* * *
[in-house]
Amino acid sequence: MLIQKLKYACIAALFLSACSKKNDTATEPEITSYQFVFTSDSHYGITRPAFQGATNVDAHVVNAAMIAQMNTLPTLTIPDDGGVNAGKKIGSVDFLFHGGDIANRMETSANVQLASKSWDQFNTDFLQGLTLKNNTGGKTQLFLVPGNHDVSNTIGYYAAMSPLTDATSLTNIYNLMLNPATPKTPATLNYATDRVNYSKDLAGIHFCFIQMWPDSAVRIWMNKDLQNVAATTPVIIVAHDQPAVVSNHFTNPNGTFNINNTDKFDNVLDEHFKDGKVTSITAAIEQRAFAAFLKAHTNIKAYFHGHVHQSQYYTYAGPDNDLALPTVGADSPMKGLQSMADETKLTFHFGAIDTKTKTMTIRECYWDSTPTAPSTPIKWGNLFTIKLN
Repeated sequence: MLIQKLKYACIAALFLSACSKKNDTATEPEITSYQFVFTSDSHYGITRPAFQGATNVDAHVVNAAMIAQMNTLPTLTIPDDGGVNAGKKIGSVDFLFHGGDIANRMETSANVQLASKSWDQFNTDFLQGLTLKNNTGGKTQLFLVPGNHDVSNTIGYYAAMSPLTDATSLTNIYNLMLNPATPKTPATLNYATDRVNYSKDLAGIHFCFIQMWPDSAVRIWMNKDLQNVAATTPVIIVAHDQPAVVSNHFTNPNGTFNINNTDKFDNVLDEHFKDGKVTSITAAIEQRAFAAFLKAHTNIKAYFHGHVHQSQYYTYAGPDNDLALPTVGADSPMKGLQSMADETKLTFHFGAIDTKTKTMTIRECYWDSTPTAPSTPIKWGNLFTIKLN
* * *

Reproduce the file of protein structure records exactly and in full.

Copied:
[in-house]
Amino acid sequence: MLIQKLKYACIAALFLSACSKKNDTATEPEITSYQFVFTSDSHYGITRPAFQGATNVDAHVVNAAMIAQMNTLPTLTIPDDGGVNAGKKIGSVDFLFHGGDIANRMETSANVQLASKSWDQFNTDFLQGLTLKNNTGGKTQLFLVPGNHDVSNTIGYYAAMSPLTDATSLTNIYNLMLNPATPKTPATLNYATDRVNYSKDLAGIHFCFIQMWPDSAVRIWMNKDLQNVAATTPVIIVAHDQPAVVSNHFTNPNGTFNINNTDKFDNVLDEHFKDGKVTSITAAIEQRAFAAFLKAHTNIKAYFHGHVHQSQYYTYAGPDNDLALPTVGADSPMKGLQSMADETKLTFHFGAIDTKTKTMTIRECYWDSTPTAPSTPIKWGNLFTIKLN
Repeated sequence: MLIQKLKYACIAALFLSACSKKNDTATEPEITSYQFVFTSDSHYGITRPAFQGATNVDAHVVNAAMIAQMNTLPTLTIPDDGGVNAGKKIGSVDFLFHGGDIANRMETSANVQLASKSWDQFNTDFLQGLTLKNNTGGKTQLFLVPGNHDVSNTIGYYAAMSPLTDATSLTNIYNLMLNPATPKTPATLNYATDRVNYSKDLAGIHFCFIQMWPDSAVRIWMNKDLQNVAATTPVIIVAHDQPAVVSNHFTNPNGTFNINNTDKFDNVLDEHFKDGKVTSITAAIEQRAFAAFLKAHTNIKAYFHGHVHQSQYYTYAGPDNDLALPTVGADSPMKGLQSMADETKLTFHFGAIDTKTKTMTIRECYWDSTPTAPSTPIKWGNLFTIKLN